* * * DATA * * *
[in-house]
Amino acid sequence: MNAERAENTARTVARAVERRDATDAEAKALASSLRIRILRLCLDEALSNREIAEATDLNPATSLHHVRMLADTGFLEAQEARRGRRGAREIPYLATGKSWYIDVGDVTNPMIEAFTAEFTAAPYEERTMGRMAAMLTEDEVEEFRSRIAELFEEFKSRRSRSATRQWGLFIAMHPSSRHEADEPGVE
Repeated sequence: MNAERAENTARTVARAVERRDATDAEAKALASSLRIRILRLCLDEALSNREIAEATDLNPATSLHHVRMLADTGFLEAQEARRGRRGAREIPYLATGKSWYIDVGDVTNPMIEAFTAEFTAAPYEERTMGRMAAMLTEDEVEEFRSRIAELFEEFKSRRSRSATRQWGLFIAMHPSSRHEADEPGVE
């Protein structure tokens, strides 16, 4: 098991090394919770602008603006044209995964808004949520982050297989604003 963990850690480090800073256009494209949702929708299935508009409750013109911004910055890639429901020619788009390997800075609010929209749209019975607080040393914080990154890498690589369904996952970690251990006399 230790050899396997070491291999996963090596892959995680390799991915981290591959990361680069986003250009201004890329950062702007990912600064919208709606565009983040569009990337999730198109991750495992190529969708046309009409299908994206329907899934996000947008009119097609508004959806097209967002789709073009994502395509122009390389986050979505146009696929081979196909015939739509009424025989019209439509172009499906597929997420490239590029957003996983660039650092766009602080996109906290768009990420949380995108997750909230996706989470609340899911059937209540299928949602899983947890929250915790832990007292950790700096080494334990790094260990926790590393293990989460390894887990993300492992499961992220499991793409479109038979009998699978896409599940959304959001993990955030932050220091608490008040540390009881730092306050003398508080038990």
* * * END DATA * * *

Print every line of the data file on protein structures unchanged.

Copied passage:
[in-house]
Amino acid sequence: MNAERAENTARTVARAVERRDATDAEAKALASSLRIRILRLCLDEALSNREIAEATDLNPATSLHHVRMLADTGFLEAQEARRGRRGAREIPYLATGKSWYIDVGDVTNPMIEAFTAEFTAAPYEERTMGRMAAMLTEDEVEEFRSRIAELFEEFKSRRSRSATRQWGLFIAMHPSSRHEADEPGVE
Repeated sequence: MNAERAENTARTVARAVERRDATDAEAKALASSLRIRILRLCLDEALSNREIAEATDLNPATSLHHVRMLADTGFLEAQEARRGRRGAREIPYLATGKSWYIDVGDVTNPMIEAFTAEFTAAPYEERTMGRMAAMLTEDEVEEFRSRIAELFEEFKSRRSRSATRQWGLFIAMHPSSRHEADEPGVE
């Protein structure tokens, strides 16, 4: 098991090394919770602008603006044209995964808004949520982050297989604003 963990850690480090800073256009494209949702929708299935508009409750013109911004910055890639429901020619788009390997800075609010929209749209019975607080040393914080990154890498690589369904996952970690251990006399 230790050899396997070491291999996963090596892959995680390799991915981290591959990361680069986003250009201004890329950062702007990912600064919208709606565009983040569009990337999730198109991750495992190529969708046309009409299908994206329907899934996000947008009119097609508004959806097209967002789709073009994502395509122009390389986050979505146009696929081979196909015939739509009424025989019209439509172009499906597929997420490239590029957003996983660039650092766009602080996109906290768009990420949380995108997750909230996706989470609340899911059937209540299928949602899983947890929250915790832990007292950790700096080494334990790094260990926790590393293990989460390894887990993300492992499961992220499991793409479109038979009998699978896409599940959304959001993990955030932050220091608490008040540390009881730092306050003398508080038990």